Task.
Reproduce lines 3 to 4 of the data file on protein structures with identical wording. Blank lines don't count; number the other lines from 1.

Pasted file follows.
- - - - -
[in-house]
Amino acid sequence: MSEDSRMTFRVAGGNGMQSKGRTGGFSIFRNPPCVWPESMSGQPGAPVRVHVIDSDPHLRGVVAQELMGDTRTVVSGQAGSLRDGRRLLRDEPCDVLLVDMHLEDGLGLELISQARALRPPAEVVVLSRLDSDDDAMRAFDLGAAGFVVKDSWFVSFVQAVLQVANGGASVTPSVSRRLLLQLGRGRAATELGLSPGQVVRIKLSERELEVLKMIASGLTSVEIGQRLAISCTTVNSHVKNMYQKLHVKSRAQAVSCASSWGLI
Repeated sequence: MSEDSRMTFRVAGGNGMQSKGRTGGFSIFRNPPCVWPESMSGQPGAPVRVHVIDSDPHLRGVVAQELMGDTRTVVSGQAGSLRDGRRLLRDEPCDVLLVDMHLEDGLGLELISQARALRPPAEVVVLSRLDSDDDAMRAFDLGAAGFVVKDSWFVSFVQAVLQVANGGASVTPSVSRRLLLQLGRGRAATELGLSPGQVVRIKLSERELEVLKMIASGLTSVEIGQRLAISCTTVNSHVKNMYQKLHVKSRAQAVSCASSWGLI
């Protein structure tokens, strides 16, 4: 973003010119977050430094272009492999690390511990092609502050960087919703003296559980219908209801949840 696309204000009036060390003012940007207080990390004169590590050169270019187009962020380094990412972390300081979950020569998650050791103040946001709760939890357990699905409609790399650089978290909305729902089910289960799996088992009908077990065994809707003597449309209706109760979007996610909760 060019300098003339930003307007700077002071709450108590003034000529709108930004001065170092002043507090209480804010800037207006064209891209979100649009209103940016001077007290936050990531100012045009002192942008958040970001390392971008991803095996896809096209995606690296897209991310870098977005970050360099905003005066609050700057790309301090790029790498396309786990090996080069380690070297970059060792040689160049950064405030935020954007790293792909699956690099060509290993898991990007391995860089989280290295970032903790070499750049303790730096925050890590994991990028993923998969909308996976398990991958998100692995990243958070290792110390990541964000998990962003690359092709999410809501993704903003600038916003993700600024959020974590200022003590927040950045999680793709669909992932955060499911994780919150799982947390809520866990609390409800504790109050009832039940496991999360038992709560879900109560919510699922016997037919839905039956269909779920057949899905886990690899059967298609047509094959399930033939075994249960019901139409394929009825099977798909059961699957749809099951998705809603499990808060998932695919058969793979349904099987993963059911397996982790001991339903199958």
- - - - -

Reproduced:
Repeated sequence: MSEDSRMTFRVAGGNGMQSKGRTGGFSIFRNPPCVWPESMSGQPGAPVRVHVIDSDPHLRGVVAQELMGDTRTVVSGQAGSLRDGRRLLRDEPCDVLLVDMHLEDGLGLELISQARALRPPAEVVVLSRLDSDDDAMRAFDLGAAGFVVKDSWFVSFVQAVLQVANGGASVTPSVSRRLLLQLGRGRAATELGLSPGQVVRIKLSERELEVLKMIASGLTSVEIGQRLAISCTTVNSHVKNMYQKLHVKSRAQAVSCASSWGLI
């Protein structure tokens, strides 16, 4: 973003010119977050430094272009492999690390511990092609502050960087919703003296559980219908209801949840 696309204000009036060390003012940007207080990390004169590590050169270019187009962020380094990412972390300081979950020569998650050791103040946001709760939890357990699905409609790399650089978290909305729902089910289960799996088992009908077990065994809707003597449309209706109760979007996610909760 060019300098003339930003307007700077002071709450108590003034000529709108930004001065170092002043507090209480804010800037207006064209891209979100649009209103940016001077007290936050990531100012045009002192942008958040970001390392971008991803095996896809096209995606690296897209991310870098977005970050360099905003005066609050700057790309301090790029790498396309786990090996080069380690070297970059060792040689160049950064405030935020954007790293792909699956690099060509290993898991990007391995860089989280290295970032903790070499750049303790730096925050890590994991990028993923998969909308996976398990991958998100692995990243958070290792110390990541964000998990962003690359092709999410809501993704903003600038916003993700600024959020974590200022003590927040950045999680793709669909992932955060499911994780919150799982947390809520866990609390409800504790109050009832039940496991999360038992709560879900109560919510699922016997037919839905039956269909779920057949899905886990690899059967298609047509094959399930033939075994249960019901139409394929009825099977798909059961699957749809099951998705809603499990808060998932695919058969793979349904099987993963059911397996982790001991339903199958």